Werner Stengg, Head of Unit “E-Commerce and Online Platforms”, European Commission

 In Business

Safeguarding citizens and competition

Regulation and digital transformation: a powerful combination


Werner Stengg is Head of Unit in the Directorate General in charge of Communication Networks, Content and Technology at the European Commission. He is responsible for E-Commerce and Platforms and is in charge of managing the E-Commerce Directive, the so-called Geoblocking Regulation, and of developing policy and legislation in the area of online platforms. We asked what policy makers can do to support a fair and level playing field in the TCG industry.

The electrical retailing industry is affected by the digital transformation process just like any other sector or economic activity. Overall, this process is driven by fast technological change as well as by constantly evolving consumer needs and expectations. The role of policy makers is focused on facilitating this transition for those that may be lagging behind, ensuring that the data and other interests of consumers and citizens are safeguarded, and that competition in the markets increasingly dominated by digital players takes place in the most transparent and fair way possible. In terms of level playing field, the key question is to establish to what extent rules that have traditionally governed the electrical retailing industry need to be adapted to the digital world of today – i.e. modernised and/or simplified and/or mainstreamed to all economic actors.

How can traditional retailers not only survive, but thrive in e-commerce?
The old dichotomy between bricks-and-mortar retailing and pure e-commerce businesses has long been overtaken by events. Business models and technologies have evolved, and the consumer has changed with those. Today’s consumers, whose expectations in terms of choice, quality, value-for money and – importantly – convenience have grown exponentially, expect that their needs are satisfied in the most consumer-friendly and targeted way possible.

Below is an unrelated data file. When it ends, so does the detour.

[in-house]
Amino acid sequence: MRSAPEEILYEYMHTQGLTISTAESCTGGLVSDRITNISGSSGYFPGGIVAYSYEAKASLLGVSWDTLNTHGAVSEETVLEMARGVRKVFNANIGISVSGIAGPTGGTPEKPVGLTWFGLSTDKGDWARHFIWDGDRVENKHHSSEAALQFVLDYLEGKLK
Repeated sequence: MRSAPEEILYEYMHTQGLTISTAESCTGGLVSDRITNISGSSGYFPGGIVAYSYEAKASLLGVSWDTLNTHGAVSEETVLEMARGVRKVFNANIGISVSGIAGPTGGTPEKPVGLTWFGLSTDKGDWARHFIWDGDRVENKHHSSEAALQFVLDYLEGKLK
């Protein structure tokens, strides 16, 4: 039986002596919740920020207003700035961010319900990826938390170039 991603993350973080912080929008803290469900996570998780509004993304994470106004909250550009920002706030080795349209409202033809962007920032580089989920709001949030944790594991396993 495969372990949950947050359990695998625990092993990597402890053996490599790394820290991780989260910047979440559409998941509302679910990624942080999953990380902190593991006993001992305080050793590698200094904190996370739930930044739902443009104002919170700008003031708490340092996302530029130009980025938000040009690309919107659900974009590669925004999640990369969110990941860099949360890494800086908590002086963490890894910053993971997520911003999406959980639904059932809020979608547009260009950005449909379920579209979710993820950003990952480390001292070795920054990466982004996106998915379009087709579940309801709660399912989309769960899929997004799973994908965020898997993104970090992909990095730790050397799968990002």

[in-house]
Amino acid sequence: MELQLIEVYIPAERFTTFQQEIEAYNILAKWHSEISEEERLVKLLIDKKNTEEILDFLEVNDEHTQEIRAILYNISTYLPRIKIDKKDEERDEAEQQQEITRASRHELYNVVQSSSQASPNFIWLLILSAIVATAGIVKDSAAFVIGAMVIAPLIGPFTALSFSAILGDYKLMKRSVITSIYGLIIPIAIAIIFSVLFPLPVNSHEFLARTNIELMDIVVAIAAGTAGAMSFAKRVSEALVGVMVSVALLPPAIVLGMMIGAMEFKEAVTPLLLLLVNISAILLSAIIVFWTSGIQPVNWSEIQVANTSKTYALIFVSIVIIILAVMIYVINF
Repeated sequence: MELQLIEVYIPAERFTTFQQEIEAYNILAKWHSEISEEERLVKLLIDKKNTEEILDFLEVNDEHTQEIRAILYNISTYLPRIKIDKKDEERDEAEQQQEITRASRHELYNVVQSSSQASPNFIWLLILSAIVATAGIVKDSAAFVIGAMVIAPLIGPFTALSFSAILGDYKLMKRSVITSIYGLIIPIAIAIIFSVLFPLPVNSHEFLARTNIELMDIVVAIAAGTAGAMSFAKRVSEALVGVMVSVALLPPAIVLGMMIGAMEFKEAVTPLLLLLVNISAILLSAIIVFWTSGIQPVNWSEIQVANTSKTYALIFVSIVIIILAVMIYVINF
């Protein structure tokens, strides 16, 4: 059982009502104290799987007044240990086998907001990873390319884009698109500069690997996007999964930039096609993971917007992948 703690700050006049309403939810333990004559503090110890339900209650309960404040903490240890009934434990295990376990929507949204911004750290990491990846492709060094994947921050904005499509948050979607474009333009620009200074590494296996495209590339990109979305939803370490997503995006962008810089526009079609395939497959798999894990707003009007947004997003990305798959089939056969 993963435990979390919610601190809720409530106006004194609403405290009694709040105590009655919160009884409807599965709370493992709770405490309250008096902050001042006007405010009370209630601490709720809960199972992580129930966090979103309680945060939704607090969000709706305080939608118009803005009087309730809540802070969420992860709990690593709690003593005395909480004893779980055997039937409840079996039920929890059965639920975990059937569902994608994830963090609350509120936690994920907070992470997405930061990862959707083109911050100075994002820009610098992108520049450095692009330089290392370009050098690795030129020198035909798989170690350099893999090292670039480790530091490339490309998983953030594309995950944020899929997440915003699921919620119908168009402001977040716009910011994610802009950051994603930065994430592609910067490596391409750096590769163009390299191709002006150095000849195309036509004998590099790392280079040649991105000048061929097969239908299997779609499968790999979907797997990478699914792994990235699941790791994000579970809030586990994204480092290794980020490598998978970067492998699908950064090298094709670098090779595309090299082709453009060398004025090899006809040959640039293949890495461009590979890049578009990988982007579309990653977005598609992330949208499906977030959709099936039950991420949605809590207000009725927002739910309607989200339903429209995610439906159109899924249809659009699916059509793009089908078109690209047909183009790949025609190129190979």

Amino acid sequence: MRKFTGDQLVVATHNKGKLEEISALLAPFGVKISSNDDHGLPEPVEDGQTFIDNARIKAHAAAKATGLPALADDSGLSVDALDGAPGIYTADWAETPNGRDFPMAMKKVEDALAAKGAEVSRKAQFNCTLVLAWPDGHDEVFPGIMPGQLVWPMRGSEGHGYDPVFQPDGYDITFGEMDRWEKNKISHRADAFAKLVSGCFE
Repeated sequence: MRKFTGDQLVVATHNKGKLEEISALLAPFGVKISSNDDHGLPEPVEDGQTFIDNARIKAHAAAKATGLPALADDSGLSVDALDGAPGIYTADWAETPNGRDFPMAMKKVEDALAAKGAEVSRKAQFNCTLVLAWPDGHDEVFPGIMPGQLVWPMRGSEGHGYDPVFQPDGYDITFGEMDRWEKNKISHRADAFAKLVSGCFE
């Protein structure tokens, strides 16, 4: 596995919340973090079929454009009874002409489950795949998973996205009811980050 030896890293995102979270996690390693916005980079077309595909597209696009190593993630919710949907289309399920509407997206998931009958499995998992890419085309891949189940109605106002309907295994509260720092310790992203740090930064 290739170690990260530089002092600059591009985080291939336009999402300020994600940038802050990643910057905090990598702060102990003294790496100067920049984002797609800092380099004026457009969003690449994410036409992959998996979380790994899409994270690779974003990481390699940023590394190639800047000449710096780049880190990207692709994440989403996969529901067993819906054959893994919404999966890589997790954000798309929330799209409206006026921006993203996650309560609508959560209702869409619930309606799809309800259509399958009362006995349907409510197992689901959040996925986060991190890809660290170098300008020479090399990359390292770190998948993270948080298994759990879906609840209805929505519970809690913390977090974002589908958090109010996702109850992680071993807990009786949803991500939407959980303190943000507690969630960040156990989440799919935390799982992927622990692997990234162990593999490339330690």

In that, they may not necessarily think in terms of “online versus offline”, as long as their needs are satisfied in the most flexible, effective and efficient ways. Any retailers, whether traditional or new ones, will be successful in the long run only if they manage to combine the human element with technology, and a satisfactory online experience with flawless offline logistics in the most seamless way.

How will future regulation change as digital transformation progresses?
That’s the €100m question for any policy maker. Normally, regulation should only come in where markets have proven to be ineffective, and regulatory intervention should be as proportionate and targeted as possible. On the other hand, the digital transformation process changes our societies and economies so fundamentally that waiting for problems to occur may no longer be adequate.

Technologies related to artificial intelligence and data use will shape the competitive landscape of tomorrow, and so will those digital champions that will be fastest and best in translating opportunities into market realities. Regulators will quickly have to acquire the knowledge (about technologies, their potentials and risks) that will allow them to gauge the need for changes to existing economic and competition policies.

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